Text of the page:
Conjugate element (field theory)
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In mathematics, in particular field theory, the conjugate elements or algebraic conjugates of an algebraic element α, over a field extension L/K, are the roots of the minimal polynomial pK,α(x) of α over K. Conjugate elements are commonly called conjugates in contexts where this is not ambiguous. Normally α itself is included in the set of conjugates of α.
Equivalently, the conjugates of α are the images of α under the field automorphisms of L that leave fixed the elements of K. The equivalence of the two definitions is one of the starting points of Galois theory.
The cube roots of the number one are:
The latter two roots are conjugate elements in Q[i√] with minimal polynomial
If K is given inside an algebraically closed field C, then the conjugates can be taken inside C. If no such C is specified, one can take the conjugates in some relatively small field L. The smallest possible choice for L is to take a splitting field over K of pK,α, containing α. If L is any normal extension of K containing α, then by definition it already contains such a splitting field.
Given then a normal extension L of K, with automorphism group Aut(L/K) = G, and containing α, any element g(α) for g in G will be a conjugate of α, since the automorphism g sends roots of p to roots of p. Conversely any conjugate β of α is of this form: in other words, G acts transitively on the conjugates. This follows as K(α) is K-isomorphic to K(β) by irreducibility of the minimal polynomial, and any isomorphism of fields F and F' that maps polynomial p to p' can be extended to an isomorphism of the splitting fields of p over F and p' over F', respectively.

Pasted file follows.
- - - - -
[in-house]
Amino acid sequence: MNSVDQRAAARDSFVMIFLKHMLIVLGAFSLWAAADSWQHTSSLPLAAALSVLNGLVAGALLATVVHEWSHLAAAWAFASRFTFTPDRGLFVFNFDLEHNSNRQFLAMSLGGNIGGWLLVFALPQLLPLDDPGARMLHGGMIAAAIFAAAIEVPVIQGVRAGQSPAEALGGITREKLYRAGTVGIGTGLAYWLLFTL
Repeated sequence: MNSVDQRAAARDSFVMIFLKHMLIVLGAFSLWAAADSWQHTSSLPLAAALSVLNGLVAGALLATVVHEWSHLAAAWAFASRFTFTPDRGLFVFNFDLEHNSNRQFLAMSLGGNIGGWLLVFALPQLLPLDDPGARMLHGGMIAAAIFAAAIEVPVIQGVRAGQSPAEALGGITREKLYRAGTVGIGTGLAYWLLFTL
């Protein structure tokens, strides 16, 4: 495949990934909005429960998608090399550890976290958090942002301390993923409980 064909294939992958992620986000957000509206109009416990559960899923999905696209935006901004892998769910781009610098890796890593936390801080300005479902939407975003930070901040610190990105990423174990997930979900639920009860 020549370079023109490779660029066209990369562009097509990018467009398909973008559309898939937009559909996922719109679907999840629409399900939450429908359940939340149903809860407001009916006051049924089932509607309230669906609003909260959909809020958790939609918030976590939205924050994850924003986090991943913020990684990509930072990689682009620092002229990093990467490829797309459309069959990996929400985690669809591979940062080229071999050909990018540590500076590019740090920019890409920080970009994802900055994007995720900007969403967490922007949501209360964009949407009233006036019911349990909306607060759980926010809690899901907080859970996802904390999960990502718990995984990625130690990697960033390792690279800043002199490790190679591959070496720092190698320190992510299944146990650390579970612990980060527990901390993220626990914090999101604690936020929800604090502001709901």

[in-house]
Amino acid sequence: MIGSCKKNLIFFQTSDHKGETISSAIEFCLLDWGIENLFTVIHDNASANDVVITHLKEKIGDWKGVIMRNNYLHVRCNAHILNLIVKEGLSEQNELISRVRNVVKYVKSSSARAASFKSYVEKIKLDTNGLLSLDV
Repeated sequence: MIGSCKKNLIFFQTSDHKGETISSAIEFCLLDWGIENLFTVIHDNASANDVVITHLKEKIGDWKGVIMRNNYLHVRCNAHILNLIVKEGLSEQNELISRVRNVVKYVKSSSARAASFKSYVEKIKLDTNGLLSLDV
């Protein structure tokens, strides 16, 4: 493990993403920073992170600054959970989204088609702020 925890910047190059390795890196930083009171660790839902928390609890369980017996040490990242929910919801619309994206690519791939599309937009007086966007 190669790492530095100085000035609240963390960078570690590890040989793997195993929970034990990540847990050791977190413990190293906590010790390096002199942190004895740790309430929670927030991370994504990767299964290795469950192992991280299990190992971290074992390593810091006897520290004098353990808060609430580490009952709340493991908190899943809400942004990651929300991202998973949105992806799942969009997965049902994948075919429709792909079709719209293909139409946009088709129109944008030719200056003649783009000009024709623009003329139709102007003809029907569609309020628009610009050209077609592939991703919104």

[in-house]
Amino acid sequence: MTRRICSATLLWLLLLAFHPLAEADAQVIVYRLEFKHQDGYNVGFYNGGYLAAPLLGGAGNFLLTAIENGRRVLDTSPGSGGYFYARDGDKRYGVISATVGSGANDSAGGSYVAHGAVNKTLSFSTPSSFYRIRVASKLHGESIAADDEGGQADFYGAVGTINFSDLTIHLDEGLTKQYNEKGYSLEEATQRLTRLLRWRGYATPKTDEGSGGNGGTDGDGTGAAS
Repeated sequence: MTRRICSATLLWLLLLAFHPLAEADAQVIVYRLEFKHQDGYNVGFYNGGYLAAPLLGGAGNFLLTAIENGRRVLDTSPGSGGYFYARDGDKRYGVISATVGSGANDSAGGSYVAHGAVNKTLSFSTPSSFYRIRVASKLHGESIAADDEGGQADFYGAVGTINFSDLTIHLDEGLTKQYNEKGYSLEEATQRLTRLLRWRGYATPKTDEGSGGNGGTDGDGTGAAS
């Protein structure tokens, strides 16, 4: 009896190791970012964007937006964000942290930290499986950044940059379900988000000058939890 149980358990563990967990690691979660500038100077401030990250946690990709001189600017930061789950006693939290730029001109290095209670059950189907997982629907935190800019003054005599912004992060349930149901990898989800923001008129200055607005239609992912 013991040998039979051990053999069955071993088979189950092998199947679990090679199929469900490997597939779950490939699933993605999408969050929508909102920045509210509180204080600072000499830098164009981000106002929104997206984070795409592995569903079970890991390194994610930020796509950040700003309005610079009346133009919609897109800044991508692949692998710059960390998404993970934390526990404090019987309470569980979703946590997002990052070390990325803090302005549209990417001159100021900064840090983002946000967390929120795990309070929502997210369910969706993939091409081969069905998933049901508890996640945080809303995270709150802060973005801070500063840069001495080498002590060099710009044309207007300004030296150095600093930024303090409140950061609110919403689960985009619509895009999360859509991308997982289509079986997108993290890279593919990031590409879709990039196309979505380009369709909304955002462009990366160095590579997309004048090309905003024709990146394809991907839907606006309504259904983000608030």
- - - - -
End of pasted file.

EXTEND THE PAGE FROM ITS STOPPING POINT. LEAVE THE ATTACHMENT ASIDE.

In summary, the conjugate elements of α are found, in any normal extension L of K that contains K(α), as the set of elements g(α) for g in Aut(L/K). The number of repeats in that list of each element is the separable degree [L:K(α)]sep.
A theorem of Kronecker states that if α is a nonzero algebraic integer such that α and all of its conjugates in the complex numbers have absolute value at most 1, then α is a root of unity. There are quantitative forms of this, stating more precisely bounds (depending on degree) on the largest absolute value of a conjugate that imply that an algebraic integer is a root of unity.
- David S. Dummit, Richard M. Foote, Abstract algebra, 3rd ed., Wiley, 2004.